Agriculture

COVID-19: Experts look at mushrooms for employment, immunity concerns

The Directorate of Mushroom Research in Himachal Pradesh’s Solan announced release of four new high-yielding strains of mushrooms recently 

 
By Rajeev Khanna
Last Updated: Monday 15 June 2020
The Directorate of Mushroom Research (DMR) in Himachal Pradesh’s Solan announced release of four new high-yielding strains of mushrooms. Photo: Wikimedia Commons

The release of four new high-yielding strains of mushrooms for commercial use in Himachal Pradesh’s Solan has put the spotlight on mushroom cultivation as a means to cushion employment loss in the wake of novel coronavirus disease (COVID-19) outbreak.

The pandemic has also prompted a few experts to look at consumption of mushrooms, known for their immunity-boosting anti-viral properties, with renewed vigour. 

The announcement for the release of mushrooms — two strains of White Button variety and one each of shiitake and milky mushroom — was made by the Directorate of Mushroom Research (DMR) in Solan during the 22nd annual workshop of All India Coordinated Research Project on Mushrooms on June 9. A drive has also been undertaken to propagate more consumption for the purpose.

All four strains of mushrooms are of good quality, according to experts at DMR. Solan is known as the mushroom capital of India.

They added that the two strains of white button variety are likely to fetch a 15 per cent increase in their yield. “White button is among the most popular edible and culinary varieties of mushroom. It is the best source of Vitamin D for the vegetarian population. A mere 10 grams of its consumption can fulfil half the body requirement of Vitamin D,” said an expert.

He added that white button mushrooms also help keep sugar levels stable and are the most popular variety of mushrooms grown and produced in north India.

Development and release of Milky mushroom is all set to enhance the yield by at least 16 per cent, according to experts. This is a variety that is normally grown and consumed in the coastal parts of the country. It is among those rare varieties that can be grown in tropical climates where the temperatures are on the higher side 32-42 degrees Celsius.

“The biggest advantage of this variety is the extremely low cost of production. It can be grown at one-fourth the cost of White Button variety since all it needs is hot water for pasteurization. There is no hassle of compost and one can produce it for as low as Rs 15 per kilogram,” the expert stated.

He pointed out that milky mushroom is consumed along with the paddy straw variety in coastal parts of the country.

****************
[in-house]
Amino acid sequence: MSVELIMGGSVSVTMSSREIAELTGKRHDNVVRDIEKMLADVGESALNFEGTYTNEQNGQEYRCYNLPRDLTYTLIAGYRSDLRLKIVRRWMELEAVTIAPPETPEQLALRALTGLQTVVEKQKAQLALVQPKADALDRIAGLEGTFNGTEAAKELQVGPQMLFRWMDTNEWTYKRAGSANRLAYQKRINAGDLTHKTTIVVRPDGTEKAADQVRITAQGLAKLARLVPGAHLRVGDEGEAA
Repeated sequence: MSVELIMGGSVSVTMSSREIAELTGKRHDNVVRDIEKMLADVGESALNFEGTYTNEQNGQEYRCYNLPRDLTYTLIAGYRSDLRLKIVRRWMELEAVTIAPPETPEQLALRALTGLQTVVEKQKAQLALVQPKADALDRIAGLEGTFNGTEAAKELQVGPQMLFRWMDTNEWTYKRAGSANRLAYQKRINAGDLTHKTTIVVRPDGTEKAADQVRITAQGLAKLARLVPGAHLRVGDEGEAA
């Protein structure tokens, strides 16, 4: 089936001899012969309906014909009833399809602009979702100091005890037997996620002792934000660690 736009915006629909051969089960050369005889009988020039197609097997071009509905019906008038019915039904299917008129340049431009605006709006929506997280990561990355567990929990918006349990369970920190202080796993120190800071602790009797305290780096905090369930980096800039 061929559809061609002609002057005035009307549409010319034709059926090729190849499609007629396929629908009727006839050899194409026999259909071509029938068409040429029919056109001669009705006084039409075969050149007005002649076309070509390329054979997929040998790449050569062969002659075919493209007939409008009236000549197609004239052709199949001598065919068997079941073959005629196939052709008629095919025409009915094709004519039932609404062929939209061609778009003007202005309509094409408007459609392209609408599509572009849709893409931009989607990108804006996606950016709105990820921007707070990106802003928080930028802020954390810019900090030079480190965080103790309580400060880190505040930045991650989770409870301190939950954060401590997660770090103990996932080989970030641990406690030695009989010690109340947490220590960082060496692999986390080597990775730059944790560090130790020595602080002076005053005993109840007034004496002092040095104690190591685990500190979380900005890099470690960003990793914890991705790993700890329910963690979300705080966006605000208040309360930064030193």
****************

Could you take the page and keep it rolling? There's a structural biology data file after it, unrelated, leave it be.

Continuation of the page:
The last strain pertains to the medicinal culinary variety of shiitake mushroom and promises to enhance the yield by 18 per cent.

Employment concerns

Experts are also looking at promoting mushroom production through a lens of employment in the face of the reverse migration triggered by COVID-19 lockdown.

This aspect was highlighted by Indian Council of Agricultural Research (ICAR) Director-General Trilochan Mohapatra during the workshop, when he talked about the employment generation ability of mushroom production activity.

Experts pointed to the advantages of mushroom cultivation. “The crop does not get affected by vagaries of climate since it is cultivated in controlled atmosphere under a roof. It requires very little space. The biggest advantage of this vocation is that it ensures up to 100 per cent profit,” he said.

“The four strains will go a long way in helping cultivators. Our journey in enhancing the production has been promising in the last five years. We doubled the production to two lakh tonnes. We are hoping for a 20 per cent annual increase,” DMR director VP Sharma said.

Sources pointed out that India needed to enhance consumption and production of mushrooms to make it a success story.

They claimed that certain policy-level issues needed to be sorted out. Mushroom cultivation is categorised under industrial activity in several states whereas it needs to be treated as an agriculture activity and the benefits should be extended to cultivators accordingly, according to experts.

“The cultivator is essentially a farmer. One cannot expect him to sort out issues pertaining to Goods and Services Tax or Income and Sales Tax just because in his state, mushroom cultivation is treated as an industrial activity,” said a source.

Another aspect pertains to diversifying mushroom cultivation. This has been undertaken in a big way and according to experts, India is looking at cultivating mushrooms beyond the four-five varieties.

The aim would be to develop varieties that can grow in all climatic and geographical zones across the country without being over dependent on energy sources, they claimed.

‘Immunity booster’

Mohapatra also emphasised on the need to develop new strains in medicinal mushrooms with high bioactive compounds. He stressed on the importance of collaborative research approach with premier research institutes to study the efficacy of mushroom bioactive compounds and their role in human immune modulation.

Sharma told this reporter that the DMR has been issuing advisories on propagating consumption of mushrooms while underlining its anti-viral and immunity regulation features during COVID-19 times.

The efficacy of mushroom consumption is being promoted through small documentaries, social media and various other channels. Mushrooms are also known to have anti-cancer properties besides being a stamina enhancer.

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